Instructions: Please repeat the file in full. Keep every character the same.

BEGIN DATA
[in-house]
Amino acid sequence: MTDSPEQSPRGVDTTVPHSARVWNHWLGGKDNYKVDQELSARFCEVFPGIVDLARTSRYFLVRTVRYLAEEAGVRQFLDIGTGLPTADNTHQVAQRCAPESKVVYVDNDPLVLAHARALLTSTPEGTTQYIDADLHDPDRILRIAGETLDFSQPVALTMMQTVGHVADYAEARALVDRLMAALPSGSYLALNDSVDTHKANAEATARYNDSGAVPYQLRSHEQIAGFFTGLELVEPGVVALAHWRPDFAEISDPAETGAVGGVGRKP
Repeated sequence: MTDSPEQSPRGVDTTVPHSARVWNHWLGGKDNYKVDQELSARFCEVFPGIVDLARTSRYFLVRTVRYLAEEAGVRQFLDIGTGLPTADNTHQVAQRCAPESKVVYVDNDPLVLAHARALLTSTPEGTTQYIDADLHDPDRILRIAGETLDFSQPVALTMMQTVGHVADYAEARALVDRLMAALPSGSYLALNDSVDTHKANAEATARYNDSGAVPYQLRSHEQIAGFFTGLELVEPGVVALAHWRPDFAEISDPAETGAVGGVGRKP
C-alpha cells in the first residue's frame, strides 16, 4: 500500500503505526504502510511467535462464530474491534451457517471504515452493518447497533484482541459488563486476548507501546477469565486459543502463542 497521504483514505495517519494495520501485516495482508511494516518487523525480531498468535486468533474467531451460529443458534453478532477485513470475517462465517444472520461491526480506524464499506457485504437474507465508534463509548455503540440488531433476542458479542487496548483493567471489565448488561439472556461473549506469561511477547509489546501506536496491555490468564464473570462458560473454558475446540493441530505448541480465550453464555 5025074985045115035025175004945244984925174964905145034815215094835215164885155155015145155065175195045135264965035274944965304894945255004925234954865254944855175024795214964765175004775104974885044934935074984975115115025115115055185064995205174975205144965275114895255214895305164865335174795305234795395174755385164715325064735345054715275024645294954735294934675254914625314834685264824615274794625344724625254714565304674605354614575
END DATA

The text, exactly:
[in-house]
Amino acid sequence: MTDSPEQSPRGVDTTVPHSARVWNHWLGGKDNYKVDQELSARFCEVFPGIVDLARTSRYFLVRTVRYLAEEAGVRQFLDIGTGLPTADNTHQVAQRCAPESKVVYVDNDPLVLAHARALLTSTPEGTTQYIDADLHDPDRILRIAGETLDFSQPVALTMMQTVGHVADYAEARALVDRLMAALPSGSYLALNDSVDTHKANAEATARYNDSGAVPYQLRSHEQIAGFFTGLELVEPGVVALAHWRPDFAEISDPAETGAVGGVGRKP
Repeated sequence: MTDSPEQSPRGVDTTVPHSARVWNHWLGGKDNYKVDQELSARFCEVFPGIVDLARTSRYFLVRTVRYLAEEAGVRQFLDIGTGLPTADNTHQVAQRCAPESKVVYVDNDPLVLAHARALLTSTPEGTTQYIDADLHDPDRILRIAGETLDFSQPVALTMMQTVGHVADYAEARALVDRLMAALPSGSYLALNDSVDTHKANAEATARYNDSGAVPYQLRSHEQIAGFFTGLELVEPGVVALAHWRPDFAEISDPAETGAVGGVGRKP
C-alpha cells in the first residue's frame, strides 16, 4: 500500500503505526504502510511467535462464530474491534451457517471504515452493518447497533484482541459488563486476548507501546477469565486459543502463542 497521504483514505495517519494495520501485516495482508511494516518487523525480531498468535486468533474467531451460529443458534453478532477485513470475517462465517444472520461491526480506524464499506457485504437474507465508534463509548455503540440488531433476542458479542487496548483493567471489565448488561439472556461473549506469561511477547509489546501506536496491555490468564464473570462458560473454558475446540493441530505448541480465550453464555 5025074985045115035025175004945244984925174964905145034815215094835215164885155155015145155065175195045135264965035274944965304894945255004925234954865254944855175024795214964765175004775104974885044934935074984975115115025115115055185064995205174975205144965275114895255214895305164865335174795305234795395174755385164715325064735345054715275024645294954735294934675254914625314834685264824615274794625344724625254714565304674605354614575